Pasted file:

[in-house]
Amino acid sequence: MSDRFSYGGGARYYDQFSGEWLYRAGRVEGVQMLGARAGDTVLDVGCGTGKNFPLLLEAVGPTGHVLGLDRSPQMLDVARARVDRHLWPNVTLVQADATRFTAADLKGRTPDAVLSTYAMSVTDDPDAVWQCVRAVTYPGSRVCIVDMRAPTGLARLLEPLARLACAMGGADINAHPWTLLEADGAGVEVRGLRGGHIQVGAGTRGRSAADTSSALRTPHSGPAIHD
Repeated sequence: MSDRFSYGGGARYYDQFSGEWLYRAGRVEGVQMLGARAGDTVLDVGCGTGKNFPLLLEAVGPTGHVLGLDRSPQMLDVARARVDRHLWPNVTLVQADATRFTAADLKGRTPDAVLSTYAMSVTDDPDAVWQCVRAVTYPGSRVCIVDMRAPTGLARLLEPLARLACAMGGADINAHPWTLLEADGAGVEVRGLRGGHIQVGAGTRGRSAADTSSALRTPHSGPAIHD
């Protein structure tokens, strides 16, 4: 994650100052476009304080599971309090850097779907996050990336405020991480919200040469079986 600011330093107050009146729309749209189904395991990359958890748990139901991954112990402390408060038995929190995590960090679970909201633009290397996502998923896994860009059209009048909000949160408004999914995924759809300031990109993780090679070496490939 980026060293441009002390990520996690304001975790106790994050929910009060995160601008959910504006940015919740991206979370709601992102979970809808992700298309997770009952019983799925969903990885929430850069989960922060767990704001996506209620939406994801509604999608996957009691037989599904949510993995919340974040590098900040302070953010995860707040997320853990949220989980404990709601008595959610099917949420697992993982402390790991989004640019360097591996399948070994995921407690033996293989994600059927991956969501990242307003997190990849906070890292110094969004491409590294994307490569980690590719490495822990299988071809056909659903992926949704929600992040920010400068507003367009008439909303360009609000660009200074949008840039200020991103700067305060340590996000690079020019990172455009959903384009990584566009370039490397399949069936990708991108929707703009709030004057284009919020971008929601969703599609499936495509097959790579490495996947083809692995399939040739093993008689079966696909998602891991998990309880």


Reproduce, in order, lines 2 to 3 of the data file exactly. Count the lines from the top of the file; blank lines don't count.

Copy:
Amino acid sequence: MSDRFSYGGGARYYDQFSGEWLYRAGRVEGVQMLGARAGDTVLDVGCGTGKNFPLLLEAVGPTGHVLGLDRSPQMLDVARARVDRHLWPNVTLVQADATRFTAADLKGRTPDAVLSTYAMSVTDDPDAVWQCVRAVTYPGSRVCIVDMRAPTGLARLLEPLARLACAMGGADINAHPWTLLEADGAGVEVRGLRGGHIQVGAGTRGRSAADTSSALRTPHSGPAIHD
Repeated sequence: MSDRFSYGGGARYYDQFSGEWLYRAGRVEGVQMLGARAGDTVLDVGCGTGKNFPLLLEAVGPTGHVLGLDRSPQMLDVARARVDRHLWPNVTLVQADATRFTAADLKGRTPDAVLSTYAMSVTDDPDAVWQCVRAVTYPGSRVCIVDMRAPTGLARLLEPLARLACAMGGADINAHPWTLLEADGAGVEVRGLRGGHIQVGAGTRGRSAADTSSALRTPHSGPAIHD